Tenants buy-up sees a leaner Panmure on offer
PANMURE is back on the market, but this time the Scottish estate is a lean version of its former self.
Langley-Taylor, on behalf of recent buyer property firm Angus Estates, has agreed the sale of most of the original 13,500 acres to the 50 sitting tenants, and is now offering the 1296-acre core estate for more than £5.5m.
But the firms Christopher Hall says breaking up the Carnoustie estate in such a short time was not easy. "A number of the tenants were initially not keen to sell." He blames this reluctance on some of the previous bidders for the property.
Selling Panmure was a protracted affair, with two potential deals collapsing before missives could be finalised. And the agent reckons some of the controversy generated followed his own client.
"We eventually persuaded all of the farmers, except one, to buy. As the deadline got closer and a few signed up the rest seemed to recognise that we were actually offering them a good deal."
Price for the farms was 50-60% of vacant possession value, says Mr Hall. The only tenant not to buy was a sheep farmer who could not go ahead due to movement problems caused by foot-and-mouth. A number of pundits have questioned why original selling agent, Cluttons, did not break up the estate for the previous owner, insurance group CGNU. "I do not think the company would have wanted the adverse publicity generated by some of the tenants," says Angus Estates Simon Laird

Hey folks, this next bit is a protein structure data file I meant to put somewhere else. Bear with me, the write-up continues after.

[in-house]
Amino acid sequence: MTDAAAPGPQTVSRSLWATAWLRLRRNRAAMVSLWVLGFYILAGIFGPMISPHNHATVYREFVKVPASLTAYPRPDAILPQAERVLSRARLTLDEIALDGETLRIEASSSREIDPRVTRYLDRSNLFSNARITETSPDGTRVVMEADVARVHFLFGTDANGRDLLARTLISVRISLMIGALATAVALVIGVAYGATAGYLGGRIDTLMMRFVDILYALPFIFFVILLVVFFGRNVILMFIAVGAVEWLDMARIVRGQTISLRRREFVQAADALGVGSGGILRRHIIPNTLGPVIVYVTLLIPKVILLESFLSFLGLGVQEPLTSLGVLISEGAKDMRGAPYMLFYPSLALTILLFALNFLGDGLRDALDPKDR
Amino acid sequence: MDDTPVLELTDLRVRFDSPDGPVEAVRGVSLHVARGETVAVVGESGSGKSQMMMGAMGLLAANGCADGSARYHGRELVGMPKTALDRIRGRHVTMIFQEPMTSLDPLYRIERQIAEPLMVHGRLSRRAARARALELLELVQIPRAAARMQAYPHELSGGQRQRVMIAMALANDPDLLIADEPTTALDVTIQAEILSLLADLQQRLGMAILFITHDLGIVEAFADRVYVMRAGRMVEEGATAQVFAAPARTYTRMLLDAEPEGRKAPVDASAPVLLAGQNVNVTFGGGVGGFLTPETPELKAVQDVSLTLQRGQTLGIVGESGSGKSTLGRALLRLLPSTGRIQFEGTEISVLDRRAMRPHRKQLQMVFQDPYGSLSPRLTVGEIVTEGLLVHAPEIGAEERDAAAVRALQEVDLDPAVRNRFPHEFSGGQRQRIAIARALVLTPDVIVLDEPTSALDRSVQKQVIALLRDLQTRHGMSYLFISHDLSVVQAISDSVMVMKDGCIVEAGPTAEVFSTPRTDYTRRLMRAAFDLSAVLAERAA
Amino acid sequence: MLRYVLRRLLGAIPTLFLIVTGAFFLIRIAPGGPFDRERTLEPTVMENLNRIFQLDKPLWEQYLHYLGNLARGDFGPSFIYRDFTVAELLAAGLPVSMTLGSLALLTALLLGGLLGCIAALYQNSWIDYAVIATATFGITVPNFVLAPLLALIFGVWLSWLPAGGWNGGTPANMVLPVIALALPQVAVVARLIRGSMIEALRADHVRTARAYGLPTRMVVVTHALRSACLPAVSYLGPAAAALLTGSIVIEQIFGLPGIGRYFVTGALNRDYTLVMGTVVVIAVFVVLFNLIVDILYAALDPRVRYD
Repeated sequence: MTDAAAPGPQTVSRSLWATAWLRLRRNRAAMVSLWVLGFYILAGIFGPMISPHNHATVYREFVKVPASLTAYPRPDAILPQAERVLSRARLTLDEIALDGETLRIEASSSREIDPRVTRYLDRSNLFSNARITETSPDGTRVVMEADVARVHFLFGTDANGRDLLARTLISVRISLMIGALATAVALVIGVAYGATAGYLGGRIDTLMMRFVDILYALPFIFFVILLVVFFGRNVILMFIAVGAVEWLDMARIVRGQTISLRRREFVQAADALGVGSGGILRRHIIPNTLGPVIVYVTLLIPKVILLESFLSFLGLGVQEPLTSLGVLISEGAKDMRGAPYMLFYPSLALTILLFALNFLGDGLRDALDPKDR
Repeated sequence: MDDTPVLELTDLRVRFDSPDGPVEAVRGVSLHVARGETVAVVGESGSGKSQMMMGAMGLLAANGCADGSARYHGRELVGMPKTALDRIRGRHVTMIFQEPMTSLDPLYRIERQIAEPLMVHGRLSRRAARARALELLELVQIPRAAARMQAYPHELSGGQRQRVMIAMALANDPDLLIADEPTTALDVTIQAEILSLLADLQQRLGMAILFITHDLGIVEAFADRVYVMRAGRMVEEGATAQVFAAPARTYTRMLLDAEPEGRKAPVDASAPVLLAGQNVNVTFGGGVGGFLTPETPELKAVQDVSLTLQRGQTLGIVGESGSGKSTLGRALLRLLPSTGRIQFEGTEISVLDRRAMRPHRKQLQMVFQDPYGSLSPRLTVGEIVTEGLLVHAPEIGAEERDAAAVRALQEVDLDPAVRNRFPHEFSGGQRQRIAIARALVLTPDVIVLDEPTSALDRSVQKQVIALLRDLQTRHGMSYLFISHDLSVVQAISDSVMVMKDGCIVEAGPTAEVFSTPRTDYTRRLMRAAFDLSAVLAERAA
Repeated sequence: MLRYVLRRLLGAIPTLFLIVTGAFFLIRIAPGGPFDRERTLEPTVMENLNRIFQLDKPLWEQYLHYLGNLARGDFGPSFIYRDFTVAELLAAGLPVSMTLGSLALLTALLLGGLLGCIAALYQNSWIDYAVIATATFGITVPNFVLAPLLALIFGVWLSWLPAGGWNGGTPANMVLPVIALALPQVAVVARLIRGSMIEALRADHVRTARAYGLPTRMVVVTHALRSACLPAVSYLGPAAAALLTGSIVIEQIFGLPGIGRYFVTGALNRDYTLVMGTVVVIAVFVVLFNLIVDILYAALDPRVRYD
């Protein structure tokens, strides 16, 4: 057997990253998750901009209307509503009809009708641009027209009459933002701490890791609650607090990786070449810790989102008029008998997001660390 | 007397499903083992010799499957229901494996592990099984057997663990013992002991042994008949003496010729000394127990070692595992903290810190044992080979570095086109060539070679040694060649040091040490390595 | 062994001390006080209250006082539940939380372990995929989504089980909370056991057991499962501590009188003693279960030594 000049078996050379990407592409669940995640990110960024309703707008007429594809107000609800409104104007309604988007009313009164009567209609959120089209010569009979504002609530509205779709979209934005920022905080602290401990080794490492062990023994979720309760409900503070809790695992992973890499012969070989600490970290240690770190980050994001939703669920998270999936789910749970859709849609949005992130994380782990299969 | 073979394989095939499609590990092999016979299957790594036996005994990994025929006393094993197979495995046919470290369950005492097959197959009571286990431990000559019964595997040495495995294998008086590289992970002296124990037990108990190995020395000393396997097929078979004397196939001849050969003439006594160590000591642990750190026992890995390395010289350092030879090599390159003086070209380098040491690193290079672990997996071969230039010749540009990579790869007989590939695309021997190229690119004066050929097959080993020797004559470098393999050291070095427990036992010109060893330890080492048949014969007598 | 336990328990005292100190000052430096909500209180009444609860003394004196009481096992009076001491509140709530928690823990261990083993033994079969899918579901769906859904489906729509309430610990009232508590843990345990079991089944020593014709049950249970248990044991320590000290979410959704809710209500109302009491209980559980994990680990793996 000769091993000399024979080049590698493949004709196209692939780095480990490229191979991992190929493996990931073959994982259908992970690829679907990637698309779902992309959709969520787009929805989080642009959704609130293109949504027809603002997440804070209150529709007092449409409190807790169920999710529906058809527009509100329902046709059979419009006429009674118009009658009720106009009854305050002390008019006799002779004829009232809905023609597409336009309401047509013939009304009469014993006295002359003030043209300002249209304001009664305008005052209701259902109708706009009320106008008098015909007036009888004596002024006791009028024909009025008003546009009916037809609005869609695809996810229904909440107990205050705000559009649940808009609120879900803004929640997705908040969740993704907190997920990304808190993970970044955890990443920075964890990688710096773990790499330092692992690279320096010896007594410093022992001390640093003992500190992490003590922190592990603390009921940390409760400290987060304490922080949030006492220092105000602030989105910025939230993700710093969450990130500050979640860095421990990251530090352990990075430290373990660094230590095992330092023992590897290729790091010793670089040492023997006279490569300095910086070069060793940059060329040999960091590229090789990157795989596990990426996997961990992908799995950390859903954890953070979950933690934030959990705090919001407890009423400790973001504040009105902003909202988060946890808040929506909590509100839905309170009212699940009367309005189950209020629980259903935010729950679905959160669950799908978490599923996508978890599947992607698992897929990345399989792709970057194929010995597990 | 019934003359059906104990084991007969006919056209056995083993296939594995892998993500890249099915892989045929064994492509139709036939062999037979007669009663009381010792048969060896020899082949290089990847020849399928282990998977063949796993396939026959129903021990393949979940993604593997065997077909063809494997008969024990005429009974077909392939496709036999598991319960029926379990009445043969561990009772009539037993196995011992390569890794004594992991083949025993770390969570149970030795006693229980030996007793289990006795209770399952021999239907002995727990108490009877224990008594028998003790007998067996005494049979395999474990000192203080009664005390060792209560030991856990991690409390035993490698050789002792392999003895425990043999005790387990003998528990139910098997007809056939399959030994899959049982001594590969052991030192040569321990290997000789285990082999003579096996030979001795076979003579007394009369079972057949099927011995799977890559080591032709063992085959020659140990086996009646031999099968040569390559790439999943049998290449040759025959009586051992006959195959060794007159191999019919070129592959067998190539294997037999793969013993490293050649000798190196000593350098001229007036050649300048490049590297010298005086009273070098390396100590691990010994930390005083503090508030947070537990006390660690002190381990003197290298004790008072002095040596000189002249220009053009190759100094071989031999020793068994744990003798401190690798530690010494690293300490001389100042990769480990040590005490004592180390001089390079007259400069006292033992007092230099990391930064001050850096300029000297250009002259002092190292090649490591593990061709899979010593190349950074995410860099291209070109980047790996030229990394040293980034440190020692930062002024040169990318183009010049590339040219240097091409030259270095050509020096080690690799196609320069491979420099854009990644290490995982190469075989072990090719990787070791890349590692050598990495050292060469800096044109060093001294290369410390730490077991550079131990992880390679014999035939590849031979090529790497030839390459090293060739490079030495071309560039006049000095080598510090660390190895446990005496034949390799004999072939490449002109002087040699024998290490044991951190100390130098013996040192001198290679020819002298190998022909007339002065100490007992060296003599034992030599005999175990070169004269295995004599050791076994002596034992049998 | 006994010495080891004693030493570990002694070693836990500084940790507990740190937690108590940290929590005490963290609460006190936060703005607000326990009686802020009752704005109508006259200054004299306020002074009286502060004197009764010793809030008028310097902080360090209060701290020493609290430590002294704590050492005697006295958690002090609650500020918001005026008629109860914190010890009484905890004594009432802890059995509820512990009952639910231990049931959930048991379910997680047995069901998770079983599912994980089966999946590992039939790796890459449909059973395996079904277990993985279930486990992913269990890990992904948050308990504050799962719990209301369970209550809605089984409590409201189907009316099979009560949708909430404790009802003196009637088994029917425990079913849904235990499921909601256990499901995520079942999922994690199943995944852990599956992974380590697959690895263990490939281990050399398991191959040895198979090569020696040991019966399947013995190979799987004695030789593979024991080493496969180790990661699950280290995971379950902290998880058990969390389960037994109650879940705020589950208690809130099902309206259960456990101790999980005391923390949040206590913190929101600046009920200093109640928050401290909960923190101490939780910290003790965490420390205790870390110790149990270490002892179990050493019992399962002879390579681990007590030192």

What remains of the estate is still an attractive package. The land at Panmure is considered some of the best in Scotland and supports higher value crops, such as potatoes, carrots and soft fruit, as well as spring and winter barley.
Over 515 acres of arable land are included in the core estate along with 62 acres of grass parks. More than 680 acres of mature woodland offer sporting and commercial opportunities. A profitable sawmill and 16 well-maintained dwelling are also featured.
Mr Lairds partner James Manclark says the total annual income could be up to £200,000.
Notable by its absence is a principal residence. But, says the businessman, provision for a substantial new house is included in the local structural plan.
"It will probably be cheaper to build from scratch than restore an old property." *